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Is the dollar dying?
As the US dollar continues falling, analysts argue whether it’s a good sign, or a bad one.
October 13, 2009 1:24 by Aarti Nagraj
US dollar is rapidly declining; according to Reuters, it is currently standing at a 14-month low against other currencies. And as the dollar falls, speculations about it are constantly increasing. Media reports and economists across the world have been widely debating whether the falling dollar is approaching its demise.
A report in Forbes says that global demand for the US dollar is decreasing, and central banks in countries that have cash surpluses are now vigorously stocking up non-dollar assets. “No one wants to be caught holding too many dollars,” Steven Englander, chief US currency strategist at Barclays Capital told the magazine on Monday, “and this rising reluctance is increasing pressure on the US dollar.”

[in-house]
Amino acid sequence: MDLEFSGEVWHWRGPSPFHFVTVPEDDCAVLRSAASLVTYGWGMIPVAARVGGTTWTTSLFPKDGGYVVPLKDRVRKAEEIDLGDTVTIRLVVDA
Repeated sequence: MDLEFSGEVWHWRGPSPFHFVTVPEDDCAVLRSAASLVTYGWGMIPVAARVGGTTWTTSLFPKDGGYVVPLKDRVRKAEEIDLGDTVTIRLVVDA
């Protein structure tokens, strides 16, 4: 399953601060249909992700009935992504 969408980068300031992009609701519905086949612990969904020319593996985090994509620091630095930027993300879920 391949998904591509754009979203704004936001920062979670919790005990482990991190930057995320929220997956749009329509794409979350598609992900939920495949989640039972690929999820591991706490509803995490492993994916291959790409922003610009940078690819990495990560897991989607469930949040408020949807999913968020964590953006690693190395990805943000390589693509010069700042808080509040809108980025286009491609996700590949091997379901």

A report in the Wall Street Journal also paints a dismal picture, saying that the dollar will continue declining thanks to a growing appetite for non-US assets and “signs of apparent official resignation.”
“Faith in an economic recovery has reduced the dollar’s safe-haven appeal, while global interest-rate dynamics have fostered its use as a funding currency for riskier investments,” the report said, adding that “lukewarm lip-service” by international authorities will not prevent its decline.